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PLoS Genet. 2012 Jul;8(7):e1002757. doi: 10.1371/journal.pgen.1002757. Epub 2012 Jul 5.

A regulatory loop involving PAX6, MITF, and WNT signaling controls retinal pigment epithelium development.

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  • 1Mammalian Development Section, National Institute of Neurological Disorders and Stroke, National Institutes of Health, Bethesda, Maryland, United States of America. kapilbharti@ninds.nih.gov

Abstract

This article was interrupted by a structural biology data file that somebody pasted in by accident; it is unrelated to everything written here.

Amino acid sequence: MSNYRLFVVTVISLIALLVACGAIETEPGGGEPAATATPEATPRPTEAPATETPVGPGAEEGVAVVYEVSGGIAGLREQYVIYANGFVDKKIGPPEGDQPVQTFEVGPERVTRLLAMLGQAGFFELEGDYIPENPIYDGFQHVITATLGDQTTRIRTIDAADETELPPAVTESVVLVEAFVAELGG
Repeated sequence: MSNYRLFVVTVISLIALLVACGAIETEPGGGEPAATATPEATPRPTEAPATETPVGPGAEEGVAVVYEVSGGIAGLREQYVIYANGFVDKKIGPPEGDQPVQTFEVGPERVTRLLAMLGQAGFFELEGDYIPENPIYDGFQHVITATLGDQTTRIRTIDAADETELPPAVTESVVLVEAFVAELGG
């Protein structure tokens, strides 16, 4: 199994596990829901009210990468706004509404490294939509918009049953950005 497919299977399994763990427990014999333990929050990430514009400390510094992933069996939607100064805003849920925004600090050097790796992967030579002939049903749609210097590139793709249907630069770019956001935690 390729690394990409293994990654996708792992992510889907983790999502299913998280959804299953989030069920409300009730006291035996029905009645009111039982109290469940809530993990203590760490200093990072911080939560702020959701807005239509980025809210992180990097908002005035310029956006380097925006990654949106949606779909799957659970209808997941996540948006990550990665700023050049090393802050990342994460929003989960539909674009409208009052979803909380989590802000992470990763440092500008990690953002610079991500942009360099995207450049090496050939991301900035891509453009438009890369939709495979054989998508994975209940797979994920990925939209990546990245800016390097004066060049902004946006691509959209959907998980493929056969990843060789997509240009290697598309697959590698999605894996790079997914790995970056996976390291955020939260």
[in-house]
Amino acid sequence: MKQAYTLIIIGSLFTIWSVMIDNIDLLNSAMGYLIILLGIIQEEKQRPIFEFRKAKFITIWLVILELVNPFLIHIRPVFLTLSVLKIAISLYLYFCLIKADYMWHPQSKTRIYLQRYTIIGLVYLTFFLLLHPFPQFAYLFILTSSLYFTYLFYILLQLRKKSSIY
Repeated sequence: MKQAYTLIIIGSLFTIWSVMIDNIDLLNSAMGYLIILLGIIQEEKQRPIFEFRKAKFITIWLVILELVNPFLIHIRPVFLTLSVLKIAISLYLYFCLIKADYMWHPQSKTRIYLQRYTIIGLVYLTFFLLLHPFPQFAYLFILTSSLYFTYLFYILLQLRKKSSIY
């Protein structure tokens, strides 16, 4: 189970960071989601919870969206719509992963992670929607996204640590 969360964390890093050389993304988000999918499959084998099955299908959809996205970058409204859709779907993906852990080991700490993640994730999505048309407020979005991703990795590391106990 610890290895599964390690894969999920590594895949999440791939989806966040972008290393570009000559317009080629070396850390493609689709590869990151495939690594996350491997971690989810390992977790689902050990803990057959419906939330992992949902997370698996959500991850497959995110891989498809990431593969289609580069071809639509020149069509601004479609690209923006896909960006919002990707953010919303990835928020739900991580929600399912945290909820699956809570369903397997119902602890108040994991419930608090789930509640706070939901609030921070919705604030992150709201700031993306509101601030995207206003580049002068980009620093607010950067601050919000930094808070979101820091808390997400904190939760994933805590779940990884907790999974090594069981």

The separation of the optic neuroepithelium into future retina and retinal pigment epithelium (RPE) is a critical event in early eye development in vertebrates. Here we show in mice that the transcription factor PAX6, well-known for its retina-promoting activity, also plays a crucial role in early pigment epithelium development. This role is seen, however, only in a background genetically sensitized by mutations in the pigment cell transcription factor MITF. In fact, a reduction in Pax6 gene dose exacerbates the RPE-to-retina transdifferentiation seen in embryos homozygous for an Mitf null allele, and it induces such a transdifferentiation in embryos that are either heterozygous for the Mitf null allele or homozygous for an RPE-specific hypomorphic Mitf allele generated by targeted mutation. Conversely, an increase in Pax6 gene dose interferes with transdifferentiation even in homozygous Mitf null embryos. Gene expression analyses show that, together with MITF or its paralog TFEC, PAX6 suppresses the expression of Fgf15 and Dkk3. Explant culture experiments indicate that a combination of FGF and DKK3 promote retina formation by inhibiting canonical WNT signaling and stimulating the expression of retinogenic genes, including Six6 and Vsx2. Our results demonstrate that in conjunction with Mitf/Tfec Pax6 acts as an anti-retinogenic factor, whereas in conjunction with retinogenic genes it acts as a pro-retinogenic factor. The results suggest that careful manipulation of the Pax6 regulatory circuit may facilitate the generation of retinal and pigment epithelium cells from embryonic or induced pluripotent stem cells.

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